Software trustworthiness – what does it mean for developers, owner-operators and decision makers in Industrial Internet of Things (IIoT) systems? The Industrial Internet Consortium (IIC) recently published a white paper, Software Trustworthiness Best Practices, that delved into the complete software lifecycle process, including such practical issues as software updates and end-of-life strategies, as well as among many other issues, considering vulnerabilities in the system environment and the consequences of failure in such environments. The overall objective of the white paper was to take a comprehensive look at all of the elements involved in achieving the ultimate goal of trustworthy software and protection mechanisms that produce predictable and desirable business and operational outcomes in the IIoT.
The white paper referenced a hypothetical example of a “smart” refrigerated cargo truck throughout to illustrate the effects of many of the factors that could impact the operation of the truck and how architectural design principles could be incorporated in the software to protect the truck and its cargo from malicious activities.
Let’s first understand how the truck model was described in the white paper:
A refrigerated truck that has a smart air conditioning system for its cargo, controlled by sophisticated software that reduces energy consumption by predicting the outdoor temperature along the route, can be susceptible to attacks and hazards. The software receives the temperature of the cargo area and outdoor temperature readings from different sensors on the truck. UV sensors on all sides of the semi-trailer provide the intensity of the sun. The software is responsible for the safety of the load. It ensures that the cargo remains within a specified temperature range and warns the driver if it is not, in order to prevent health issues with food. The goal is to reduce the energy for cooling or heating optimized by the weather forecast along the route. The software receives the weather forecast for the planned route from the navigation system and the Internet. All components use the truck’s Controller Area Network (CAN) bus.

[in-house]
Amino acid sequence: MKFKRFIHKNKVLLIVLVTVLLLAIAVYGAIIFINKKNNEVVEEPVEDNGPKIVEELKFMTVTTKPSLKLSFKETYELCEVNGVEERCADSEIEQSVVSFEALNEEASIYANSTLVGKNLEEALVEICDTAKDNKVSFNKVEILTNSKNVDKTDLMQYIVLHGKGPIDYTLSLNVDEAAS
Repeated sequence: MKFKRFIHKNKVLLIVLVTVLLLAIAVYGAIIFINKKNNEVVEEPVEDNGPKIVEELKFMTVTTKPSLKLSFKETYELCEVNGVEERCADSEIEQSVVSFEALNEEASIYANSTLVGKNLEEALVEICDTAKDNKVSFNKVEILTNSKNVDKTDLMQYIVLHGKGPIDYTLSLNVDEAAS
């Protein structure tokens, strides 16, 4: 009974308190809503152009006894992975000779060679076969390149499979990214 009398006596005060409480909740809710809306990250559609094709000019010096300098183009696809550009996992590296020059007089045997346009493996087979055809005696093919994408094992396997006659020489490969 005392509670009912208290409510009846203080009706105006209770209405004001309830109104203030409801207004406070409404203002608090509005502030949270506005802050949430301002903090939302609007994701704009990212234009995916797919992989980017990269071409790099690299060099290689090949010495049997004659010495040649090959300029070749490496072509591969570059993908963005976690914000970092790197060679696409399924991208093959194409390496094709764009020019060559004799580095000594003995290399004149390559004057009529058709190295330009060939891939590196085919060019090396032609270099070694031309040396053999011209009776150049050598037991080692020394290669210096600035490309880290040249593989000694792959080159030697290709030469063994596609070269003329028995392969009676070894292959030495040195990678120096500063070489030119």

Now, what were some of the design goals that could be employed to ensure trustworthiness of the software controlling the truck operations?
Software protection needs to be planned at the design stage as the design and structure of the software affects the levels of protection that can be achieved:
The software architecture must be easy to verify and test that the safety of the cargo has a higher priority than energy reduction and that measures are taken to keep the temperature within permissible maxima and minima constraints. There must be clear mechanisms to raise timely early warning alarms to enable the truck operator to take remedial actions as well as mechanisms and methods to log and record measurement, decisions, and remedial actions. The design needs to articulate clearly the rationale and reasons why certain design decisions were made, such as the number of temperature sensors and their location. To enable independent testing of software modules the design needs to allow different modules to accept input from the same temperature sensors. Software protection techniques need to be applied from an early point in the cycle to ensure that the design is protectable, to allow early validation of performance metrics, and to enable for early validation of the achieved level of protection.
Dynamic testing should be run continuously as the system evolves, including deployment and maintenance: